I definitely made that mistake quite a bit early on. I didn’t learn that technique until our first manager, who really had a long history in the space, really helped us develop those processes and build those muscles. Before that, I think my team was a bit frustrated with me, honestly. Maybe more than a bit. Because I wasn’t empowering them enough. That’s one of the things that also changes. You have to empower people more.

How to define company culture early

I think in the early early stages, when you’re just a few hires, the question of company culture is so undefined because every person you hire is changing your culture in the early stages. It’s almost like you have all these different force vectors, and they’re not necessarily aligning, and you don’t know what the span is yet. You don’t know what commonalities bind you together. I think there are basic questions that you’re citing, implicitly, when you hire people. Are we a competitive culture or a collaborative culture? Are we a culture that’s cool with ego? Or are we very humble about ourselves? Is it a culture that’s just about the work and go home? Are we going to be more of a family? And if we’re more of a family, what does it even mean? Are we a culture where we’re heads down all the time? Or do we talk a lot? There are all these different things that get impacted and built slowly as you hire every single person. You have to be pretty deliberate about this stuff, because otherwise you might find yourself in a place where things don’t feel good.

One of the things that we did eventually was we tried to create sort of like very formal “vision mission values.” On the vision/mission side, I think that you have to decide that as a founder on your own. Figma’s original vision was “eliminate the gap between imagination and reality.” That was a bit too abstract for people. I still like it a lot. But eventually, we changed it to “make design accessible to all.” Our mission is to help teams collaborate visually.

For the value side, that’s not something you can decide on your own. In my opinion, you really need to go through a process where you involve your team. For us, that meant we create a survey and then try to figure out from that survey what is it that people are saying? What are the main clusters that we can build momentum around? I ended up picking three. A lot of companies have more than three, but for us, I wanted it to be something that was memorable for people. That no one would forget. We actually made them the three primary shapes because we’re a design company. So our values are a circle, a triangle and a square. The circle is foster inclusivity. The triangle is be bold. The square is have fun. Notice, I didn’t say anything like integrity or respect or customer centricity. I assume that if you’re working for Figma, you’ve got integrity, and you’ll be respectful. I’m assuming you’ll be customer centric.

As we scale, perhaps we have to think more about whether those things are stated values as well.

On fostering inclusivity

We think about bringing your whole self to work. In the spirit of “foster inclusivity,” that’s something that matters to us a lot when people are not feeling able to do that. We study it really carefully. In the context of Black Lives Matter, and the tragic killings, that was an area where it was sort of like reflexive in terms of the fact that we need to go make space for this and we need to talk about it as a group. We need to figure out what adjustments we can make to our D&I strategies, where we’re falling short, what should we continue doing and also what do we stop doing? What do we need to start doing that’s new? These are all things we think about a lot. There’s no magic solution to anything on this stuff.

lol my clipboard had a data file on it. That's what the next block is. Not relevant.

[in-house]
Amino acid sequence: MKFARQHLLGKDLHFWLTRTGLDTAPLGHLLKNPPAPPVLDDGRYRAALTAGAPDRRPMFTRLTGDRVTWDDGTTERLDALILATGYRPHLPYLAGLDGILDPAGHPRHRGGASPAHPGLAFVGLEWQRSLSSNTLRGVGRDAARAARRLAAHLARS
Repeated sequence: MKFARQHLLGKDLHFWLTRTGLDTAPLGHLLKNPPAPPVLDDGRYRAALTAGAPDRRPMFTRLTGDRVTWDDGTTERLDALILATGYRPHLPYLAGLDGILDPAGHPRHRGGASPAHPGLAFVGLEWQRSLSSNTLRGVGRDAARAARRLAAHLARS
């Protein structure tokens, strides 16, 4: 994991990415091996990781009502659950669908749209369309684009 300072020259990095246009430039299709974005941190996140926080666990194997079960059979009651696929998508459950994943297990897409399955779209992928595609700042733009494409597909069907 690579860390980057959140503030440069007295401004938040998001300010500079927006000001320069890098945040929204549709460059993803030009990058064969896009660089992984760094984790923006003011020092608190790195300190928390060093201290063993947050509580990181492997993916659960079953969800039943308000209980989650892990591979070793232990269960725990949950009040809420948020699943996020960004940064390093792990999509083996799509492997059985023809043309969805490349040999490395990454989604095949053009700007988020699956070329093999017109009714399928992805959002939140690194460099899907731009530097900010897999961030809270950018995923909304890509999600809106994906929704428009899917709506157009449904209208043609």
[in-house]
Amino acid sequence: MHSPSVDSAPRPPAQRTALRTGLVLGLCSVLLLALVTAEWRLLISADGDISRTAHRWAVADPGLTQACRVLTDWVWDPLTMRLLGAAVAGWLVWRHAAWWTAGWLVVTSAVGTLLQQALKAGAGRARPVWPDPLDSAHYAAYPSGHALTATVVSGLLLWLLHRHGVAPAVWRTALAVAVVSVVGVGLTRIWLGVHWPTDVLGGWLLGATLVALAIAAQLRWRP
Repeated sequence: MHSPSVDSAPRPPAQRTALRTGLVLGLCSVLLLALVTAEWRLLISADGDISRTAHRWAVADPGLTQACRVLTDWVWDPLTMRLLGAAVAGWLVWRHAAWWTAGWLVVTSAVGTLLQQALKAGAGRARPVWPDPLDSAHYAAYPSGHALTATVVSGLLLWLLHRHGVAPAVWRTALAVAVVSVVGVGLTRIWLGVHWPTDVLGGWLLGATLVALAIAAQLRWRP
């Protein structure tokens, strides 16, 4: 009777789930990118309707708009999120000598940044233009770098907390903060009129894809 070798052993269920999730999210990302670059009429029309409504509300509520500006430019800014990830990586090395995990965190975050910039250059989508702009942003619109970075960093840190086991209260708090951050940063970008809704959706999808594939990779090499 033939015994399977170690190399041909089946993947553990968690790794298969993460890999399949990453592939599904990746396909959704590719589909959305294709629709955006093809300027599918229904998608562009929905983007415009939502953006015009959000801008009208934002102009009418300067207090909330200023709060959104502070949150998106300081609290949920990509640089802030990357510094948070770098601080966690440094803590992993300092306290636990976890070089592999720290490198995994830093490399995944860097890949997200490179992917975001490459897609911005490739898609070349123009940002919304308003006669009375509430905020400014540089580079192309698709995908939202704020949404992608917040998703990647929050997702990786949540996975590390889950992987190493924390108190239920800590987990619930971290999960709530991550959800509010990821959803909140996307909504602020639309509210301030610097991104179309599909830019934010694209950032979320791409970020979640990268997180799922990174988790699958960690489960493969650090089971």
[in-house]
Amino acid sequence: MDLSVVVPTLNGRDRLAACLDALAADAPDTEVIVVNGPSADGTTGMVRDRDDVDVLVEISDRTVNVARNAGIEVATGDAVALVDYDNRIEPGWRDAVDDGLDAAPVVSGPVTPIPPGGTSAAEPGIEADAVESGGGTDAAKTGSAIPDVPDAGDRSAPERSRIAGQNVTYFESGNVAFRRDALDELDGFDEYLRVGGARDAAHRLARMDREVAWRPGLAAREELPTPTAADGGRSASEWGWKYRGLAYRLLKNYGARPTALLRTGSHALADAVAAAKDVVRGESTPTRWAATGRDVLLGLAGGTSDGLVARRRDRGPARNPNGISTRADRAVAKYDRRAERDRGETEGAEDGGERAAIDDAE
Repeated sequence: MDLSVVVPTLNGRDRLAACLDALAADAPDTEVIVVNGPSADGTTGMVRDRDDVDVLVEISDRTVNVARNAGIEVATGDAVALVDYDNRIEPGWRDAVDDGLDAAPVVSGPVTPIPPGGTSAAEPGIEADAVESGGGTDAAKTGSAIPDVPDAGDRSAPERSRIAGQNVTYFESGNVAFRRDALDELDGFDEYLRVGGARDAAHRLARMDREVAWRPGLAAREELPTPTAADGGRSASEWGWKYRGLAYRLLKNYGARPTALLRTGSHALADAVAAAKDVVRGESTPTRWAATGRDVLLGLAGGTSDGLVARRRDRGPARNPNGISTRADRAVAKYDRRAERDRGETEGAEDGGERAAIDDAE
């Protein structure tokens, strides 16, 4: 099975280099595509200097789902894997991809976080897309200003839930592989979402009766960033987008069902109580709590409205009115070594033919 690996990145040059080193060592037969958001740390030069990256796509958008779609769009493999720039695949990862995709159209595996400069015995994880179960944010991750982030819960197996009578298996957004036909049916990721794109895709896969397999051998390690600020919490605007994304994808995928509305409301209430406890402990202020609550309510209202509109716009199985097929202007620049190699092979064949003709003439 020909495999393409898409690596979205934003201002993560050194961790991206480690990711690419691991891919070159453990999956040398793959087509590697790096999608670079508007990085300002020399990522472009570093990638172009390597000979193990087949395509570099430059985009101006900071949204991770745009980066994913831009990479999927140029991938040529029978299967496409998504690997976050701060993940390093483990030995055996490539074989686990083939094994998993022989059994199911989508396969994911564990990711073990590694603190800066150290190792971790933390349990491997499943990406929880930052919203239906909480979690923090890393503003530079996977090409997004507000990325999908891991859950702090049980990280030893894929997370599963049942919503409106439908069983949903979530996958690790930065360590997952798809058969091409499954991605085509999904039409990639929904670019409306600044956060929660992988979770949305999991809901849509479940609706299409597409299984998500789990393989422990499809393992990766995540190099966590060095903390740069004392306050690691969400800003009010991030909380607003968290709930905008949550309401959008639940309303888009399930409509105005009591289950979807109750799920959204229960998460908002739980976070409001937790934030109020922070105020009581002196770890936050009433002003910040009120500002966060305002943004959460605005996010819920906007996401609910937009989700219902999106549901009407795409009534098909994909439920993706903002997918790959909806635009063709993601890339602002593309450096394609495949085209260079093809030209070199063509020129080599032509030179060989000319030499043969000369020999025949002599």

‘Ironically, we had to work to have fun.’

I also want to talk to the “have fun” value for a second because it’s a weird one. And it also relates back to our culture. So in the earliest days of Figma, we were a very heads-down office. We were trying to ship some some software. If you walked in the office, you could have heard a pin drop. It was really quiet. There was no fun being had. So when I told everybody, “Here are three values,” have fun was a little bit aspirational for us at the time.

But that came out of a real need that I was trying to solve. If we can’t be a more fun culture, if we can’t get to a place where people enjoy working here, no one’s gonna stay. So that is something that now would feel natural and if you went to one of our all-hands or any team meeting, you would feel like it’s pretty fun, I think. But it wasn’t always that way. We had to work toward that. Ironically, we had to work to have fun.

How to successfully run a closed beta

We basically went around and talked to every team we could to try to convince them to use Figma. One of the earliest teams that used Figma was Krypton, which is now called Coda. I remember going to their office, showing them Figma in person with my co-founder. At the end of the meeting, they said they were interested in Figma and they’d try it out. We were just like, “Oh my god!” On the way back, we were driving back to the city, and we got an email that essentially said they were having trouble using their fonts on Figma and they’d have to evaluate again in a few months. I gave the phone to my co-founder Evan and said tell them we’re on our way back. We turned the car around and went to fix the problem and they ended up becoming our first customer.

At the start of a closed beta, you just gotta hustle. You have to do everything you can to get people using the software. I think after that, as you start getting more proof points, and more people using it, then you need to have some kind of launch. You have to show people the future of the product. For any product launch, you have to have something that sort of hints at what this could be and why it will be exciting. Without that, it’s going to be a tough sell, and people won’t really get too excited about it.

So, if you have those ingredients, put it out into the world. If you have a good email list, that’s great. But know this: if you wait a long time to send out your actual invite to the closed beta, people forget who you are. We only have so many brands we associate in our head and everyday we’re inundated with new things. If you wait six months, your conversion rate will meaningfully drop when you send out a bunch of invites. Finally, watch the metrics. See how people are using it, and how much they’re using it. If people login once and they never use it again, that’s not a great sign. You probably want to talk to them to figure out what’s going on and why they aren’t using it.